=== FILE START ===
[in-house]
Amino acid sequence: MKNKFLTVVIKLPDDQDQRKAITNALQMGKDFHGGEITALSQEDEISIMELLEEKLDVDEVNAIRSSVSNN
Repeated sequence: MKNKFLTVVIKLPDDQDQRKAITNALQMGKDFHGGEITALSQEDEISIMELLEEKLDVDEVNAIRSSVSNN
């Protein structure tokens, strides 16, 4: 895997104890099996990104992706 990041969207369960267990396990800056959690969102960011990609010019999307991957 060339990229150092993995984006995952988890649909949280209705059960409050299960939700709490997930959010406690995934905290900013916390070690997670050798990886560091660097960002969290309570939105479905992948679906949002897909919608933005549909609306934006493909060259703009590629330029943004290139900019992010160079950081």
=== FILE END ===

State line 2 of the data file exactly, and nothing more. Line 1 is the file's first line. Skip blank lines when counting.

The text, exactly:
Amino acid sequence: MKNKFLTVVIKLPDDQDQRKAITNALQMGKDFHGGEITALSQEDEISIMELLEEKLDVDEVNAIRSSVSNN